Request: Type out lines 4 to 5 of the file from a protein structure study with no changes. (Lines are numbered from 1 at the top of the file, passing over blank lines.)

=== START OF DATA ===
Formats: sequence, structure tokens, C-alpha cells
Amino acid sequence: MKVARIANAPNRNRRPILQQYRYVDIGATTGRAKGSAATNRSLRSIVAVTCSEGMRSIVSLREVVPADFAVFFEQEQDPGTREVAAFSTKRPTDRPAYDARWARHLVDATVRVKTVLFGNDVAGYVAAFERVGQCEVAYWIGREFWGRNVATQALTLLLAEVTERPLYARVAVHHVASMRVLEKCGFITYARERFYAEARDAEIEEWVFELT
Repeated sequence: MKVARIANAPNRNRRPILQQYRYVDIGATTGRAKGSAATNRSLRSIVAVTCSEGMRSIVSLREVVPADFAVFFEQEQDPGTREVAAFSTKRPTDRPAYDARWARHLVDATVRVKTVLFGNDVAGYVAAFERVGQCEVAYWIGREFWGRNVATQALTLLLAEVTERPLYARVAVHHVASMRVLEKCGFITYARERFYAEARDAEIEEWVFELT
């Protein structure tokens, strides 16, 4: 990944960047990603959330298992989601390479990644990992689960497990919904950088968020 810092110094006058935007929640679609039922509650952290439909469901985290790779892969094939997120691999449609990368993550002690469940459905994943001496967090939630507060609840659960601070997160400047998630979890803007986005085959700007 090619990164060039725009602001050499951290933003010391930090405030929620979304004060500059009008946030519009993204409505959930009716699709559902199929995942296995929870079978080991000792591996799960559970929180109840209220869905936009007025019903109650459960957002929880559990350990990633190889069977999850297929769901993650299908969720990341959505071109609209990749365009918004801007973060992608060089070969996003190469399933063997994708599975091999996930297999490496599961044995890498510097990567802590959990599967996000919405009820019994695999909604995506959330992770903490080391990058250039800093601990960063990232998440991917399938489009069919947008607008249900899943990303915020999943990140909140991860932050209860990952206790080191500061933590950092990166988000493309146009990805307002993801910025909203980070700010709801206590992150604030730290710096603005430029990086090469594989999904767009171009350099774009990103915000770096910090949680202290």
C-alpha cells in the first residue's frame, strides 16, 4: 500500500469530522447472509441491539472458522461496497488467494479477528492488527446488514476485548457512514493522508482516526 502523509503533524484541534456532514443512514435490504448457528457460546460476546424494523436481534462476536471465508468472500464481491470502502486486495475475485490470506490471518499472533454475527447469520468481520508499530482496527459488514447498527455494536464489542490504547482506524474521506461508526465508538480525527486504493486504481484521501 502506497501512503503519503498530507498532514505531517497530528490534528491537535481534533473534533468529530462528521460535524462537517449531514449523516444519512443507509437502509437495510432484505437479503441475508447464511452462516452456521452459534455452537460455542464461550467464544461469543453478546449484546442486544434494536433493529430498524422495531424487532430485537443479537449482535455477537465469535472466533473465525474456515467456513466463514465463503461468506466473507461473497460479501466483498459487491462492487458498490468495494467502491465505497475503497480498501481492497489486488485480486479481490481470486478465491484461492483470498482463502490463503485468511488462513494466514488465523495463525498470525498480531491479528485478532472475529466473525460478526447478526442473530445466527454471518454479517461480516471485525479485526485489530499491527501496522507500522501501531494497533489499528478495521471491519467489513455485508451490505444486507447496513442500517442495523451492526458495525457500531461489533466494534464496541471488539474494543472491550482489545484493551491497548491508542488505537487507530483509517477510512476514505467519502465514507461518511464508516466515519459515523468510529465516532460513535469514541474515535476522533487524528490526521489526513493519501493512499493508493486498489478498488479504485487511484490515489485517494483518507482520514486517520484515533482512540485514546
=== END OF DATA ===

């Protein structure tokens, strides 16, 4: 990944960047990603959330298992989601390479990644990992689960497990919904950088968020 810092110094006058935007929640679609039922509650952290439909469901985290790779892969094939997120691999449609990368993550002690469940459905994943001496967090939630507060609840659960601070997160400047998630979890803007986005085959700007 090619990164060039725009602001050499951290933003010391930090405030929620979304004060500059009008946030519009993204409505959930009716699709559902199929995942296995929870079978080991000792591996799960559970929180109840209220869905936009007025019903109650459960957002929880559990350990990633190889069977999850297929769901993650299908969720990341959505071109609209990749365009918004801007973060992608060089070969996003190469399933063997994708599975091999996930297999490496599961044995890498510097990567802590959990599967996000919405009820019994695999909604995506959330992770903490080391990058250039800093601990960063990232998440991917399938489009069919947008607008249900899943990303915020999943990140909140991860932050209860990952206790080191500061933590950092990166988000493309146009990805307002993801910025909203980070700010709801206590992150604030730290710096603005430029990086090469594989999904767009171009350099774009990103915000770096910090949680202290």
C-alpha cells in the first residue's frame, strides 16, 4: 500500500469530522447472509441491539472458522461496497488467494479477528492488527446488514476485548457512514493522508482516526 502523509503533524484541534456532514443512514435490504448457528457460546460476546424494523436481534462476536471465508468472500464481491470502502486486495475475485490470506490471518499472533454475527447469520468481520508499530482496527459488514447498527455494536464489542490504547482506524474521506461508526465508538480525527486504493486504481484521501 502506497501512503503519503498530507498532514505531517497530528490534528491537535481534533473534533468529530462528521460535524462537517449531514449523516444519512443507509437502509437495510432484505437479503441475508447464511452462516452456521452459534455452537460455542464461550467464544461469543453478546449484546442486544434494536433493529430498524422495531424487532430485537443479537449482535455477537465469535472466533473465525474456515467456513466463514465463503461468506466473507461473497460479501466483498459487491462492487458498490468495494467502491465505497475503497480498501481492497489486488485480486479481490481470486478465491484461492483470498482463502490463503485468511488462513494466514488465523495463525498470525498480531491479528485478532472475529466473525460478526447478526442473530445466527454471518454479517461480516471485525479485526485489530499491527501496522507500522501501531494497533489499528478495521471491519467489513455485508451490505444486507447496513442500517442495523451492526458495525457500531461489533466494534464496541471488539474494543472491550482489545484493551491497548491508542488505537487507530483509517477510512476514505467519502465514507461518511464508516466515519459515523468510529465516532460513535469514541474515535476522533487524528490526521489526513493519501493512499493508493486498489478498488479504485487511484490515489485517494483518507482520514486517520484515533482512540485514546